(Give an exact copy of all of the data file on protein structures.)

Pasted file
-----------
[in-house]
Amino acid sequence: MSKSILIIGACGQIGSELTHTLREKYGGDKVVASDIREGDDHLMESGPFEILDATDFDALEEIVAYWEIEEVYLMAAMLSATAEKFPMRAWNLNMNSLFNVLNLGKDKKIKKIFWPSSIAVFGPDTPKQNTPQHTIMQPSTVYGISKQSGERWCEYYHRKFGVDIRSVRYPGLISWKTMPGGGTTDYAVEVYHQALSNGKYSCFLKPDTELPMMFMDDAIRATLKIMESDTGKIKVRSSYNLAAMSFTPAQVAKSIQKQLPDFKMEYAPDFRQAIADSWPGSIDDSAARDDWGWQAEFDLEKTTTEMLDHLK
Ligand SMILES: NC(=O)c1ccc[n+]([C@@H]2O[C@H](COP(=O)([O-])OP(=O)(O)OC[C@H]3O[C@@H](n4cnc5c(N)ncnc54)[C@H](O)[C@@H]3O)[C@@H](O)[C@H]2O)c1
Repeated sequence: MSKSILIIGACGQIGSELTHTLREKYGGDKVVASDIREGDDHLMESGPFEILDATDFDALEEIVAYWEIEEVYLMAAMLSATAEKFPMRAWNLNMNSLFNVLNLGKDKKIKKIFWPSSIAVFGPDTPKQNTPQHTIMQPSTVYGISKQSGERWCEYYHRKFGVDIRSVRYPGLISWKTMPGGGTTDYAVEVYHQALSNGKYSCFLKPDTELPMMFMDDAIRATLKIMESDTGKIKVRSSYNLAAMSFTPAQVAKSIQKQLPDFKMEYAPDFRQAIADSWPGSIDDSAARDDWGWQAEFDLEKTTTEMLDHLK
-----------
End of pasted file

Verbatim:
[in-house]
Amino acid sequence: MSKSILIIGACGQIGSELTHTLREKYGGDKVVASDIREGDDHLMESGPFEILDATDFDALEEIVAYWEIEEVYLMAAMLSATAEKFPMRAWNLNMNSLFNVLNLGKDKKIKKIFWPSSIAVFGPDTPKQNTPQHTIMQPSTVYGISKQSGERWCEYYHRKFGVDIRSVRYPGLISWKTMPGGGTTDYAVEVYHQALSNGKYSCFLKPDTELPMMFMDDAIRATLKIMESDTGKIKVRSSYNLAAMSFTPAQVAKSIQKQLPDFKMEYAPDFRQAIADSWPGSIDDSAARDDWGWQAEFDLEKTTTEMLDHLK
Ligand SMILES: NC(=O)c1ccc[n+]([C@@H]2O[C@H](COP(=O)([O-])OP(=O)(O)OC[C@H]3O[C@@H](n4cnc5c(N)ncnc54)[C@H](O)[C@@H]3O)[C@@H](O)[C@H]2O)c1
Repeated sequence: MSKSILIIGACGQIGSELTHTLREKYGGDKVVASDIREGDDHLMESGPFEILDATDFDALEEIVAYWEIEEVYLMAAMLSATAEKFPMRAWNLNMNSLFNVLNLGKDKKIKKIFWPSSIAVFGPDTPKQNTPQHTIMQPSTVYGISKQSGERWCEYYHRKFGVDIRSVRYPGLISWKTMPGGGTTDYAVEVYHQALSNGKYSCFLKPDTELPMMFMDDAIRATLKIMESDTGKIKVRSSYNLAAMSFTPAQVAKSIQKQLPDFKMEYAPDFRQAIADSWPGSIDDSAARDDWGWQAEFDLEKTTTEMLDHLK